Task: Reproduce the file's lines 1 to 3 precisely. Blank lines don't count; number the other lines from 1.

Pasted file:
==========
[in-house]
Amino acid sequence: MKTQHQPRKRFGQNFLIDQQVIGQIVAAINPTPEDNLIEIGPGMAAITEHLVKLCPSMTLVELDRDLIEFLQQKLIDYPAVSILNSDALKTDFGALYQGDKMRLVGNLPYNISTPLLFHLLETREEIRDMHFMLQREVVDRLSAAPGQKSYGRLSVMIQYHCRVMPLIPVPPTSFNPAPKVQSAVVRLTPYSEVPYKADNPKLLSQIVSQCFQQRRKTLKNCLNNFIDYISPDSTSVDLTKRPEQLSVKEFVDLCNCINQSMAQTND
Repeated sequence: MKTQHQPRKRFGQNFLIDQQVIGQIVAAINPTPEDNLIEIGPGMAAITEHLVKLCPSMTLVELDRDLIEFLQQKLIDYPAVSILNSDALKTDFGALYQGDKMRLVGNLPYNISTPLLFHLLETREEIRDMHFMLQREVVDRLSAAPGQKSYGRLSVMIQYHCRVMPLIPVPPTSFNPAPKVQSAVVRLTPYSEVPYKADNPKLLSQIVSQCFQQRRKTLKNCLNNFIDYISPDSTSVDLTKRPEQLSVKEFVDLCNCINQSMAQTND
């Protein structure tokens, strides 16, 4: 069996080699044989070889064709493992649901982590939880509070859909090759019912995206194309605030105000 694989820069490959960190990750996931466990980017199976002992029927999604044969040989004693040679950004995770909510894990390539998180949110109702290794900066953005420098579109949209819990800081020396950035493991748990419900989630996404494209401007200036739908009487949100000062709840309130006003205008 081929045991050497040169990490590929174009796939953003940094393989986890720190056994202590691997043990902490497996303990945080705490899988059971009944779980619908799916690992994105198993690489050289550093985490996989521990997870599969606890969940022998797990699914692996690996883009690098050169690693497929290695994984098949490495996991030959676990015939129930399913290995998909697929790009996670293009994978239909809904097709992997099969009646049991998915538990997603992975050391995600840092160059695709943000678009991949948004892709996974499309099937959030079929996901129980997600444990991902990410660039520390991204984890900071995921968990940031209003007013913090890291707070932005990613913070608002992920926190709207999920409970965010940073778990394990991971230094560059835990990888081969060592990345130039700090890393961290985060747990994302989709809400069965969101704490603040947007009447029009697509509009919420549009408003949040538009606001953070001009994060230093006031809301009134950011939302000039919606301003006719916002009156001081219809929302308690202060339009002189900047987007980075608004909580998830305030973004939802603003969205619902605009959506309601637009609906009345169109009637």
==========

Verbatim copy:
[in-house]
Amino acid sequence: MKTQHQPRKRFGQNFLIDQQVIGQIVAAINPTPEDNLIEIGPGMAAITEHLVKLCPSMTLVELDRDLIEFLQQKLIDYPAVSILNSDALKTDFGALYQGDKMRLVGNLPYNISTPLLFHLLETREEIRDMHFMLQREVVDRLSAAPGQKSYGRLSVMIQYHCRVMPLIPVPPTSFNPAPKVQSAVVRLTPYSEVPYKADNPKLLSQIVSQCFQQRRKTLKNCLNNFIDYISPDSTSVDLTKRPEQLSVKEFVDLCNCINQSMAQTND
Repeated sequence: MKTQHQPRKRFGQNFLIDQQVIGQIVAAINPTPEDNLIEIGPGMAAITEHLVKLCPSMTLVELDRDLIEFLQQKLIDYPAVSILNSDALKTDFGALYQGDKMRLVGNLPYNISTPLLFHLLETREEIRDMHFMLQREVVDRLSAAPGQKSYGRLSVMIQYHCRVMPLIPVPPTSFNPAPKVQSAVVRLTPYSEVPYKADNPKLLSQIVSQCFQQRRKTLKNCLNNFIDYISPDSTSVDLTKRPEQLSVKEFVDLCNCINQSMAQTND